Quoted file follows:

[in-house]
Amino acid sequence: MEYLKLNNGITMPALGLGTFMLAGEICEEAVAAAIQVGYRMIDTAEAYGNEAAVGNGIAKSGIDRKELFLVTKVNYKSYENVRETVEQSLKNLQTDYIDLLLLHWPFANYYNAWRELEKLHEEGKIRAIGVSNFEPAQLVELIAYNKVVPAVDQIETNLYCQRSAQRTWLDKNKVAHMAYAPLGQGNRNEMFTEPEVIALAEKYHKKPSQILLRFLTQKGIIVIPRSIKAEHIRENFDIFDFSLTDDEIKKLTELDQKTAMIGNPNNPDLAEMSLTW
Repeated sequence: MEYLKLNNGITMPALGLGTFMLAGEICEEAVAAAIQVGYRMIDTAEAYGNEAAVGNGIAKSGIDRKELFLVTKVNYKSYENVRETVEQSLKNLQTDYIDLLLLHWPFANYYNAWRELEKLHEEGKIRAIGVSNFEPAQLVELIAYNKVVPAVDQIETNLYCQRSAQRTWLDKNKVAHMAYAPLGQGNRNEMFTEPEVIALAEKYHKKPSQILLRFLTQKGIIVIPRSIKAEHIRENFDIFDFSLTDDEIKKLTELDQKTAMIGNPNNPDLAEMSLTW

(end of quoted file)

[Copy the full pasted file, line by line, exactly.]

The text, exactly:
[in-house]
Amino acid sequence: MEYLKLNNGITMPALGLGTFMLAGEICEEAVAAAIQVGYRMIDTAEAYGNEAAVGNGIAKSGIDRKELFLVTKVNYKSYENVRETVEQSLKNLQTDYIDLLLLHWPFANYYNAWRELEKLHEEGKIRAIGVSNFEPAQLVELIAYNKVVPAVDQIETNLYCQRSAQRTWLDKNKVAHMAYAPLGQGNRNEMFTEPEVIALAEKYHKKPSQILLRFLTQKGIIVIPRSIKAEHIRENFDIFDFSLTDDEIKKLTELDQKTAMIGNPNNPDLAEMSLTW
Repeated sequence: MEYLKLNNGITMPALGLGTFMLAGEICEEAVAAAIQVGYRMIDTAEAYGNEAAVGNGIAKSGIDRKELFLVTKVNYKSYENVRETVEQSLKNLQTDYIDLLLLHWPFANYYNAWRELEKLHEEGKIRAIGVSNFEPAQLVELIAYNKVVPAVDQIETNLYCQRSAQRTWLDKNKVAHMAYAPLGQGNRNEMFTEPEVIALAEKYHKKPSQILLRFLTQKGIIVIPRSIKAEHIRENFDIFDFSLTDDEIKKLTELDQKTAMIGNPNNPDLAEMSLTW